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Odd forms of debt diplomacy grow in popularity

R.catch Egyptian pound gains on October 27th. Since Russia invaded Ukraine, the country’s central bank has depleted its foreign exchange reserves to keep the currency pegged against the dollar as foreign investors flee risky assets. But last week, officials agreed to the pound’s volatility. imfThe currency quickly fell off a cliff, plummeting to all-time lows.

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Egypt now faces the challenge of rebuilding its foreign exchange reserves. The projected current account deficit and debt service over the next 18 months is about the same as the $33 billion in reserves. Using the international bond market is out of the question. Economic turmoil will keep foreign investors away. So Cairo will probably turn to old friends in the Gulf. From October 2021 to March this year, Kuwait, Saudi Arabia, United Arab Emirates Lending $18 billion to Egypt for foreign exchange reserves.of imf reports that another package worth $5 billion is in the works, but did not disclose where the money will come from.

Egypt is not alone in relying on this extraordinary foreign generosity. In August, Saudi Arabia updated her $3 billion deposit with the Central Bank of Pakistan. It sits alongside her $2 billion RMB-denominated offering from China. About 60% of its reserves come from her $23 billion worth of Chinese currency swaps, as Argentina struggles to keep the peso pegged against the dollar.

Depleting foreign exchange reserves could be a nightmare for central banks. Governments cannot make loan repayments, sometimes have to limit withdrawals, and have to introduce import controls. Basic items may continue to be out of stock. In a worst-case scenario, upset foreign investors triggered a currency crisis.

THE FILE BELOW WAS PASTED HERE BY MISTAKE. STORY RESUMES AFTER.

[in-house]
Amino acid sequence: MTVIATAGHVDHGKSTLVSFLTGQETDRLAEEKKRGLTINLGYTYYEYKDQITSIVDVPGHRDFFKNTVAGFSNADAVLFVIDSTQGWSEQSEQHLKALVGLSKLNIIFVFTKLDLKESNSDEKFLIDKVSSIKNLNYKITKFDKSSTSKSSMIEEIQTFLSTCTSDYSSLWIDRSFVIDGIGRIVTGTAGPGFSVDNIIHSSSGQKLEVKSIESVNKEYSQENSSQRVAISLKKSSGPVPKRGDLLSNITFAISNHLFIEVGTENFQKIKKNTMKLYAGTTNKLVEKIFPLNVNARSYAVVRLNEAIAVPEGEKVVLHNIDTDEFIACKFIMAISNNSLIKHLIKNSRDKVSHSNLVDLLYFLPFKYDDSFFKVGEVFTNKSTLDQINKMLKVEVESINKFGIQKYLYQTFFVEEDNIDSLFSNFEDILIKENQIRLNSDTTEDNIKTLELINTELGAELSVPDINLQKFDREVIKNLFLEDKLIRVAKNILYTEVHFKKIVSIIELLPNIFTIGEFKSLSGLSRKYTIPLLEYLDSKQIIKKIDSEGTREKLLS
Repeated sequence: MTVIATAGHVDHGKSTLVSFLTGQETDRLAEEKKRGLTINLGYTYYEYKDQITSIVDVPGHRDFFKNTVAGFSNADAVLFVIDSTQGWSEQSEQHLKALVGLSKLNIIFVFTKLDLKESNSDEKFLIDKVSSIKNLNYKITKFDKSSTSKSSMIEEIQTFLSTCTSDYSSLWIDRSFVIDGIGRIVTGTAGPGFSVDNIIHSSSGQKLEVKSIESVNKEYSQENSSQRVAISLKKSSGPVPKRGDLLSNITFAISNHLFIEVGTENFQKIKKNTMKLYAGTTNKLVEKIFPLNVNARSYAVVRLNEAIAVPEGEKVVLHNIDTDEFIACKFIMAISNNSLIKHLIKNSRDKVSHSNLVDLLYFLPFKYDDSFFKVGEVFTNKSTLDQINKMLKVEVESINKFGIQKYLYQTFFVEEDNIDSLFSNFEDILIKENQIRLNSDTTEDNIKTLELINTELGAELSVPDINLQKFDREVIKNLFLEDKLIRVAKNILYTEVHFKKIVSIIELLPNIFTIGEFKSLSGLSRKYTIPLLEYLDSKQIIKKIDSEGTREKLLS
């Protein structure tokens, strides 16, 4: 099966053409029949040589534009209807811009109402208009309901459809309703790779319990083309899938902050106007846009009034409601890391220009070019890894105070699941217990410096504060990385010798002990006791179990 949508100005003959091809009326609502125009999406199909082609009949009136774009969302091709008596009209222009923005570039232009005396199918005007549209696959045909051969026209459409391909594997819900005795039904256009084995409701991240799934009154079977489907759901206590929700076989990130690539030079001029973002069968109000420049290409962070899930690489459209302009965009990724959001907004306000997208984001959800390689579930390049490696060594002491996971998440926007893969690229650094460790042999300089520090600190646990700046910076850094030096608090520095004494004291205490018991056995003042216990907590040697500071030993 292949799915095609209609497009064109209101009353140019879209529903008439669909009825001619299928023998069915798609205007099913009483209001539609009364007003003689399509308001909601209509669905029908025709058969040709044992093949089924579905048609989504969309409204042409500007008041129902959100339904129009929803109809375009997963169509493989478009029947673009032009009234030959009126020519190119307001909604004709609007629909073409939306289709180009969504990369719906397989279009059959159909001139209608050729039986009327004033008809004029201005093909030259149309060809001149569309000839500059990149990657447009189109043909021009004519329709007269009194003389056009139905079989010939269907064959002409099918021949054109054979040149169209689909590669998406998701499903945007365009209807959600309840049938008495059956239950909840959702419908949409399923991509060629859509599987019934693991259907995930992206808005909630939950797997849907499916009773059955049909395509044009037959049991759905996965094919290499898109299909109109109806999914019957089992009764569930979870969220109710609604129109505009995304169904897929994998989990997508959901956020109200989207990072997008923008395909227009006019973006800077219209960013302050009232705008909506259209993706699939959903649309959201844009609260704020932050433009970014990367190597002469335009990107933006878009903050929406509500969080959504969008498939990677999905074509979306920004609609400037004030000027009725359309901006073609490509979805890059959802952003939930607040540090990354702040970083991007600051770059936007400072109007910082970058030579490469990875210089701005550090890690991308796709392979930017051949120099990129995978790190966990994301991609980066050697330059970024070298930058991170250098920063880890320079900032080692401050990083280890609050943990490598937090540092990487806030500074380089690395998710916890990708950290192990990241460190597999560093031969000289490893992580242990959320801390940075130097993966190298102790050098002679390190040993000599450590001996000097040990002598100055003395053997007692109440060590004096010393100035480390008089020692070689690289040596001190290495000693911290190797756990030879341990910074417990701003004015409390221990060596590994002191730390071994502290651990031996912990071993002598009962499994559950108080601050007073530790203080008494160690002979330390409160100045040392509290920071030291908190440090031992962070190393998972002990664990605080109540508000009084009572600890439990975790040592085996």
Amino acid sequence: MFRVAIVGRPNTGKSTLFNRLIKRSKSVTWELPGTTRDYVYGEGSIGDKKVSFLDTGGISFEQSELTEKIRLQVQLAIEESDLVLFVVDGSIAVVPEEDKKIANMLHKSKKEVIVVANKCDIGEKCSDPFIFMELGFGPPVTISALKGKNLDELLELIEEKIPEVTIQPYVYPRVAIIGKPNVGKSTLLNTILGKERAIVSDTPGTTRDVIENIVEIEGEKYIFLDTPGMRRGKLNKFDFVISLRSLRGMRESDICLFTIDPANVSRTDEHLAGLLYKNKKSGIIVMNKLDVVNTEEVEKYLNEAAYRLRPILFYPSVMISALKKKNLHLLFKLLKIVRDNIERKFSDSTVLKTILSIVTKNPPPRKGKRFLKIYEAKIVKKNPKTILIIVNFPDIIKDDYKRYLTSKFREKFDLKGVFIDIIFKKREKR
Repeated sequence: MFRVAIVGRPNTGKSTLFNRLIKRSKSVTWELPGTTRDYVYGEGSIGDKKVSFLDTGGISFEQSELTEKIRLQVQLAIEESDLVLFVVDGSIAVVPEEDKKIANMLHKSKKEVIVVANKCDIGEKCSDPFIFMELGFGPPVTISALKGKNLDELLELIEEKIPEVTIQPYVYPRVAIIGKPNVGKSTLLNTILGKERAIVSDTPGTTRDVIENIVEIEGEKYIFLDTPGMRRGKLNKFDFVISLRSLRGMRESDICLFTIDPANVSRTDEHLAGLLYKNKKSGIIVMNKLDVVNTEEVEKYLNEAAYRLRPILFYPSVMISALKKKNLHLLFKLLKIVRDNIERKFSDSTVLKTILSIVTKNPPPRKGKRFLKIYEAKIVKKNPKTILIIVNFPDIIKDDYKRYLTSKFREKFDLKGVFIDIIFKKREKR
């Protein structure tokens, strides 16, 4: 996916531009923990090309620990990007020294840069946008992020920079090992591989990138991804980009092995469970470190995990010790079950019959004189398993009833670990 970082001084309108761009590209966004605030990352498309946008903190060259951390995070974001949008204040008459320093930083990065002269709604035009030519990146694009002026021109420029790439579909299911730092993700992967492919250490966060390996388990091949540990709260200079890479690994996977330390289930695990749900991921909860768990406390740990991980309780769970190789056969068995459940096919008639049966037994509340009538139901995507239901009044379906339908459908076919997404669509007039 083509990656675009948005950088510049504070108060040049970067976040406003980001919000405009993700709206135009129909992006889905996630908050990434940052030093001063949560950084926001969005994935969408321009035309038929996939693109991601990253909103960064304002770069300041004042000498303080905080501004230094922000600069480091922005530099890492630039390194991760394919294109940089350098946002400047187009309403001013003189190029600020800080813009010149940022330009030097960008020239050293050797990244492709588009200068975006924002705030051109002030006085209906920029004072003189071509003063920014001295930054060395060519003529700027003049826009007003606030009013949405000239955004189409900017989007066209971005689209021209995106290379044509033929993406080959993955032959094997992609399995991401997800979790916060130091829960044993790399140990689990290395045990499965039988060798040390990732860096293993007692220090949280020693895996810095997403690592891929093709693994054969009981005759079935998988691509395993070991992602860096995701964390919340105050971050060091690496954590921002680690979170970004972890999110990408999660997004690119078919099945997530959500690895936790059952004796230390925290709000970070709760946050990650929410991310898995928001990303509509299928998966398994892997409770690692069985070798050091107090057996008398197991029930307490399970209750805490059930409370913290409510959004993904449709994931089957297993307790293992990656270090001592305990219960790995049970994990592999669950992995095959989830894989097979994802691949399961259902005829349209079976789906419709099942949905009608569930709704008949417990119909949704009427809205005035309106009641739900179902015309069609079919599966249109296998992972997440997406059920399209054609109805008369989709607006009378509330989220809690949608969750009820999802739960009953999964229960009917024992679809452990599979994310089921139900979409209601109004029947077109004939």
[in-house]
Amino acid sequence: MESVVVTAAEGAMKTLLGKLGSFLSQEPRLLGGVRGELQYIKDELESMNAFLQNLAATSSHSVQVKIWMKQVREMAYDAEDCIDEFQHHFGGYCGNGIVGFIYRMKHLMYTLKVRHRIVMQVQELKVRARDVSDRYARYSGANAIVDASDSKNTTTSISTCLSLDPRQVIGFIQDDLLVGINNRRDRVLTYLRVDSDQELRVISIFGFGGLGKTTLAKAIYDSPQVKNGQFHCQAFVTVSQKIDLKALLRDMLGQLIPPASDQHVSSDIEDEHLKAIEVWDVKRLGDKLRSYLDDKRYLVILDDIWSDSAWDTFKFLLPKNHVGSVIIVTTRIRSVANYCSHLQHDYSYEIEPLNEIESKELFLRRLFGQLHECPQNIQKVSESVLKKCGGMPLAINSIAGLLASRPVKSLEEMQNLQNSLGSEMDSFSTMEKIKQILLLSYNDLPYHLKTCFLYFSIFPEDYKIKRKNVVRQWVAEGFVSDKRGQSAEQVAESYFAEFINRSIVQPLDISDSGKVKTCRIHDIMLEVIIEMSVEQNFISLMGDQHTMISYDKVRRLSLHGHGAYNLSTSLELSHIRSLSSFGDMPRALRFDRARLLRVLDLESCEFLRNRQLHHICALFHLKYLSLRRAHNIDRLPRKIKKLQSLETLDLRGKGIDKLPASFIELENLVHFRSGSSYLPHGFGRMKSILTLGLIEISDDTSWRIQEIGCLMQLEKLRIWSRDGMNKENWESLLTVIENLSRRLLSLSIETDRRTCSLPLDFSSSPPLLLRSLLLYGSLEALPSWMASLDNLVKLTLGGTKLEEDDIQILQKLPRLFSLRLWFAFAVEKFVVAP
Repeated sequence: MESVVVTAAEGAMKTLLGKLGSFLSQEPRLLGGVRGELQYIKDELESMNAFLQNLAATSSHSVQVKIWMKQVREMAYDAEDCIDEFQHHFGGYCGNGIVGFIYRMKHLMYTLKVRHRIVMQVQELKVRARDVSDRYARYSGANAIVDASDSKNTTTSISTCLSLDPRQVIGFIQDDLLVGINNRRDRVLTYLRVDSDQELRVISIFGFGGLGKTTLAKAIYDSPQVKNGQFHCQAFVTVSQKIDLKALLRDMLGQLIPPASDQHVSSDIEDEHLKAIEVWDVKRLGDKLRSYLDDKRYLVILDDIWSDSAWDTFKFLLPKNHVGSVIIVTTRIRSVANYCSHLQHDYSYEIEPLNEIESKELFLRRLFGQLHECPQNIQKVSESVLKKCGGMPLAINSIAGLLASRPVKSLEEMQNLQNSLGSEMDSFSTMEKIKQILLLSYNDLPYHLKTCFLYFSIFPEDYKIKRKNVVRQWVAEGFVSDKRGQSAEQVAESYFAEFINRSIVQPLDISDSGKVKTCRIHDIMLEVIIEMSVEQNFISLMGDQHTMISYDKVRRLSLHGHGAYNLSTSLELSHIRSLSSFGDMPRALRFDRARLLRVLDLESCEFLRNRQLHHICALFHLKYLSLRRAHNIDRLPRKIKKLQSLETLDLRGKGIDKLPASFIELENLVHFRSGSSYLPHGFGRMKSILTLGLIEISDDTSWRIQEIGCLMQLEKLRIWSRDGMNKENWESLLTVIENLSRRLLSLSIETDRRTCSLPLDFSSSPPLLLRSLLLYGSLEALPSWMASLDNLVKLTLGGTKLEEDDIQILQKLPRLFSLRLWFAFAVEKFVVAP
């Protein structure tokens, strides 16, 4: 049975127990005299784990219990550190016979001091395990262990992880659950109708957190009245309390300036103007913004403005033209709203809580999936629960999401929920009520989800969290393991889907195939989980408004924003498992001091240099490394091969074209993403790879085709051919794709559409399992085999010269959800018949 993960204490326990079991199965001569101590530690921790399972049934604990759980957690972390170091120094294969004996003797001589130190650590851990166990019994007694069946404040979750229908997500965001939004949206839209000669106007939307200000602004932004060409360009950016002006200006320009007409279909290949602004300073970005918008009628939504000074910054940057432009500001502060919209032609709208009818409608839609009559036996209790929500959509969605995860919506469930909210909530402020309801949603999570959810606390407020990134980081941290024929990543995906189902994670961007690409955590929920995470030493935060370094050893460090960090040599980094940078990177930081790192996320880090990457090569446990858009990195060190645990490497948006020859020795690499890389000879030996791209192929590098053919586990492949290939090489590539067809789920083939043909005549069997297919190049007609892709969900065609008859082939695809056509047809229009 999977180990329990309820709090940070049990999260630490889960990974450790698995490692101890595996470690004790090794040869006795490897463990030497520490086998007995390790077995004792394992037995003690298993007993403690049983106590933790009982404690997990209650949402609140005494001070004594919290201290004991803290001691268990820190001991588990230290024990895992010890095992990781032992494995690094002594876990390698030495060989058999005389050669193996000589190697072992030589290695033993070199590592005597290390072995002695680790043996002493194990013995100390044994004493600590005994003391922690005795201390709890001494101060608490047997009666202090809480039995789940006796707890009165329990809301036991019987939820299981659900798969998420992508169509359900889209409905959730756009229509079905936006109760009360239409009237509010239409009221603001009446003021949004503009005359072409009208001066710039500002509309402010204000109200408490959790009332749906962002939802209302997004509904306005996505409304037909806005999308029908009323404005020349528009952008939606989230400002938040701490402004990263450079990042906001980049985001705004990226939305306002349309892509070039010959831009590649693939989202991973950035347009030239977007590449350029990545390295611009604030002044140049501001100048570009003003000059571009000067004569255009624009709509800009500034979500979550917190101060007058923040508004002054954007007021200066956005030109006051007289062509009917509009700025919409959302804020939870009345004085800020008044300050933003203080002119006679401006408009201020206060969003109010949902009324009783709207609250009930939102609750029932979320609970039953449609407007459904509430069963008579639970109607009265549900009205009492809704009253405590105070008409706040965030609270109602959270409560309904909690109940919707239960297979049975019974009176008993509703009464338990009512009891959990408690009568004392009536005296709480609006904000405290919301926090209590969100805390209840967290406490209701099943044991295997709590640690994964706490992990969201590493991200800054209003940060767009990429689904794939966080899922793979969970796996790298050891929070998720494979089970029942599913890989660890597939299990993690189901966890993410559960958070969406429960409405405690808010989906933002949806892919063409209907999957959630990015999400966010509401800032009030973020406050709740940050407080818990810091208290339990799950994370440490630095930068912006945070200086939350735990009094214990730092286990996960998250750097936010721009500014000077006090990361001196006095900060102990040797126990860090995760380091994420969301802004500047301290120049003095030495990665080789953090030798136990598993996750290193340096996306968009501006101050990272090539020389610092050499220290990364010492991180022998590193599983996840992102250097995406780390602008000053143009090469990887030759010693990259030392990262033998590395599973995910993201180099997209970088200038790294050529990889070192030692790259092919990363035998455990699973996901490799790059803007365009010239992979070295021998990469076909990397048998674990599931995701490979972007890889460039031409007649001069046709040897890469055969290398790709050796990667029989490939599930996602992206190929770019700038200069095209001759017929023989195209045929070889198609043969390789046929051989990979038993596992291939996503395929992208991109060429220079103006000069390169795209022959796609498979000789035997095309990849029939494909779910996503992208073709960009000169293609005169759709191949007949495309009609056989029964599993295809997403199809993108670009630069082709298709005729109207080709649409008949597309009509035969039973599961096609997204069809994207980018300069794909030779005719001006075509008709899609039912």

Deposits and swaps offer quick solutions. Contract details are kept secret and interest rates tend to be low. Officially, Gulf lenders want the money back. But updates are common. Given the speed with which Egypt and Pakistan have depleted their reserves, it is unclear whether they will be able to return the funds if necessary.

Once the transaction is agreed, the debtor suddenly has a significant amount of foreign liquidity. For years, Argentina’s renminbi swaps have masked the country’s rapidly dwindling piles of foreign money. But unlike Gulf lenders, China places strict conditions on its funding. In some circumstances, Argentine officials need Chinese permission to use cash. therefore, imf Argentina’s headline reserves are $39 billion, but after deducting swap lines and other adjustments, the net numbers are less impressive at $2 billion, the company’s focus.

Informal lending can also be a problem when friendships are broken. In 2016, as the Iran-backed militia Hezbollah gained ground in Lebanon’s politics, Saudi Arabia expressed its displeasure by withdrawing deposits held at the country’s central bank. Three years later, pressure on foreign exchange reserves led to Lebanon’s financial collapse. Egypt and Pakistan effectively tie their foreign exchange reserves to recognition of the Gulf states and China, a precarious foundation for economic stability.

The situation in Egypt may present another problem with this kind of informal lending. It is not entirely clear how lender deposits will be treated if the country defaults. Their status should be tested during the rebuild process. As noted by Brad Setser of the Council on Foreign Relations, a New York think tank, this sets up the potential for standoffs among donors.

of imfEgypt’s loan on Oct. 27 was more modest than expected and relied on additional bilateral funding. The Saudi loan was made earlier this year when Egypt’s economic situation was less dire. Both sides seem eager to get out of a sticky situation. Neither of them want to be involved in any more big loans. But they don’t want to lose their money and they don’t want Egypt to fall. They must keep Egypt from collapsing from below to make sure the other side is still in sight as both sides drift apart.

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https://www.economist.com/finance-and-economics/2022/11/03/the-growing-popularity-of-a-strange-form-of-debt-diplomacy Odd forms of debt diplomacy grow in popularity

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